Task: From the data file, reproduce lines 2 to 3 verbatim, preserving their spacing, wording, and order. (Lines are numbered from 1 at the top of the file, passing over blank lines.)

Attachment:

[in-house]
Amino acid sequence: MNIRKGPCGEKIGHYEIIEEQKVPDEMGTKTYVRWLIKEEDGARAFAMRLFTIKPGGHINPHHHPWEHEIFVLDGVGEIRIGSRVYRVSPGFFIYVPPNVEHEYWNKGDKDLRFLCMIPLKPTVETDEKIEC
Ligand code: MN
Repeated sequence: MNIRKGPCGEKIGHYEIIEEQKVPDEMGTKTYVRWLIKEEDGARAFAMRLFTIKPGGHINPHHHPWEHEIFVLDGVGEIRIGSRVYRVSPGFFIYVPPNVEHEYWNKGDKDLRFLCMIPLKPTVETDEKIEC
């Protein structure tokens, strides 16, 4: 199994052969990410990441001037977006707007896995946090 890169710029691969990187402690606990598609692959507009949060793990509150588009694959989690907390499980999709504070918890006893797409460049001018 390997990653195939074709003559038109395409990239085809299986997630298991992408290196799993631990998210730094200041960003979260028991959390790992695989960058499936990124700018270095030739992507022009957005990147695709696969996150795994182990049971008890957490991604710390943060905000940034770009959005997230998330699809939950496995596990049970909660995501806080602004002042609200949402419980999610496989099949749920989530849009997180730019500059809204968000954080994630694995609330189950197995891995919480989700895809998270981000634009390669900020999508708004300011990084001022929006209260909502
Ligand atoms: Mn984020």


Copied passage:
Amino acid sequence: MNIRKGPCGEKIGHYEIIEEQKVPDEMGTKTYVRWLIKEEDGARAFAMRLFTIKPGGHINPHHHPWEHEIFVLDGVGEIRIGSRVYRVSPGFFIYVPPNVEHEYWNKGDKDLRFLCMIPLKPTVETDEKIEC
Ligand code: MN